Combat-Related Post-traumatic Stress Disorder: Prevalence and Risk Factors


Factor

Description

Study design

Anonymity, consequence for medical record

Sample

Combat arms vs. population

Measurement

Interview vs. survey; DSM-IV vs. DSM-5 criteria

Timing

Immediate vs. delayed post-deployment

Service type

Active duty vs. national guard





Combat Experiences


As the various studies reviewed above demonstrate, there is consistency across these studies in linking combat experiences to increased risk for PTSD. The overall association between the degree of combat exposure and PTSD was identified in the NVVRS [47] and was later confirmed in an examination of external evidence corroborating combat exposure [17]. Studies with service members in the Gulf War [85] and in the wars in Iraq and Afghanistan have also confirmed this relationship [29, 77]. For example, in the Millennium Cohort Study , deployed personnel who reported combat exposures had close to four times the risk of new-onset PTSD compared to those who did not report combat exposure [71], although this relationship is not necessarily universal across military occupational specialties [73].

This robust relationship between combat exposure and PTSD warrants a further examination of specific combat exposure variables. There are several different ways of categorizing combat exposure variables , without a consistent method or approach reported in the literature. One method is to assess specific individual experiences (e.g., Pietrzak et al.[62]). Another method categorizes a list of combat exposure variables into rational categories (e.g., [21, 83]). A third method uses exploratory factor analyses to categorize combat exposure variables (e.g., [41]). While factor analysis can be used to identify distinct categories, the factors may reflect how frequently events occur in addition to identifying meaningful relationships among the events. Regardless of the method selected, there is little consistency in terms of which combat experiences are the most toxic with the possible exception of exposure to atrocities.

Early work by Breslau and Davis [12] found a link between amount of combat experiences and PTSD in a sample of 69 Vietnam veteran psychiatric inpatients. Specifically, they found a link with the items “buddy killed in action,” “separated from unit,” “witnessed atrocities,” and “participated in atrocities,” but the individual items “under enemy fire,” “combat patrol/dangerous duty,” “surrounded by the enemy,” and “wounded” were not significantly correlated with PTSD diagnosis. It is also important to note that there was also a strong relationship between participation in atrocities and PTSD, even after controlling for overall combat exposure. That is, regardless of the number of combat stressors reported, participating in atrocities conferred a strong risk of receiving a diagnosis of PTSD (but not for other psychiatric disorders like panic disorder, major depression, or a manic episode). In a separate study of 85 psychiatric inpatients (84 of whom were Vietnam veterans), the association between atrocities and PTSD was confirmed [24].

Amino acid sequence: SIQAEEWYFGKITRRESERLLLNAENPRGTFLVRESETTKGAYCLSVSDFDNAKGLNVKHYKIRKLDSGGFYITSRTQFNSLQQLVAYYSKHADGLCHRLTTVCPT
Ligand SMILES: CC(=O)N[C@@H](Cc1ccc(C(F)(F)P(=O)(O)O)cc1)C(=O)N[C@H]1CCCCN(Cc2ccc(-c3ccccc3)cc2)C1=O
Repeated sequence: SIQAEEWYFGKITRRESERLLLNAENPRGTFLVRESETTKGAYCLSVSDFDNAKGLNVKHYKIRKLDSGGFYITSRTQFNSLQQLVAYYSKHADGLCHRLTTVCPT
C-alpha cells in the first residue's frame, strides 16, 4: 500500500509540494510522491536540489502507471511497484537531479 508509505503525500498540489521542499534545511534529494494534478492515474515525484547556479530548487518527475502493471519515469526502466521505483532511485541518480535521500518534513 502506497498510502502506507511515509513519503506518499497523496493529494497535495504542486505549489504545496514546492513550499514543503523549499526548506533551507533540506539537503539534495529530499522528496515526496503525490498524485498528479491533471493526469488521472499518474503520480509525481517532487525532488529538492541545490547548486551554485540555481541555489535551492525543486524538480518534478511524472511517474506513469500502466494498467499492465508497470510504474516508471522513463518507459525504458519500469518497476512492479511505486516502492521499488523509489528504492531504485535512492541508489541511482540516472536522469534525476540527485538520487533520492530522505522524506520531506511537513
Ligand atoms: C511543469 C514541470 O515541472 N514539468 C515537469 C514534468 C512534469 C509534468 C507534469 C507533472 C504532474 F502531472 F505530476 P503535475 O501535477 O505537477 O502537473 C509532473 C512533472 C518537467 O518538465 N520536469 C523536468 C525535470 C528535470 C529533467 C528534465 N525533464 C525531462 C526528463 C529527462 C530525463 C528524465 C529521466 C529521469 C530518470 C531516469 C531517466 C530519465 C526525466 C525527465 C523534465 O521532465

The lack of association between being wounded and PTSD was further explored in a study of 90 veterans of the war in Croatia from 1991 to 1993 [16]. In this interview study, soldiers who sustained nondisabling injuries were more likely to report PTSD than were soldiers who sustained disabling injuries or active duty soldiers who were not injured. The authors note that both groups of injured soldiers received injuries from the same kinds of combat-related events.

Other studies have attempted to organize a wide range of combat-related events into discrete categories. In an examination of NVVRS data, King et al. [43] followed a rational approach to categorize four war zone stressors : (1) traditional combat (e.g., firing a weapon, seeing dead Americans), (2) atrocities-abusive violence (e.g., observing events that raise questions of morality, involvement in terrorizing civilians), (3) perceived threat (e.g., the individual thinking he/she would not survive the situation or were in danger of being wounded/killed), and (4) malevolent environment (which included a degree of subjective assessment regarding difficult living conditions, perceived helplessness, and futility). Clinical psychologists and graduate students were used to sort the list of combat-related events into the four categories. In terms of association with PTSD, malevolent environment appeared to be the strongest; traditional combat was the weakest.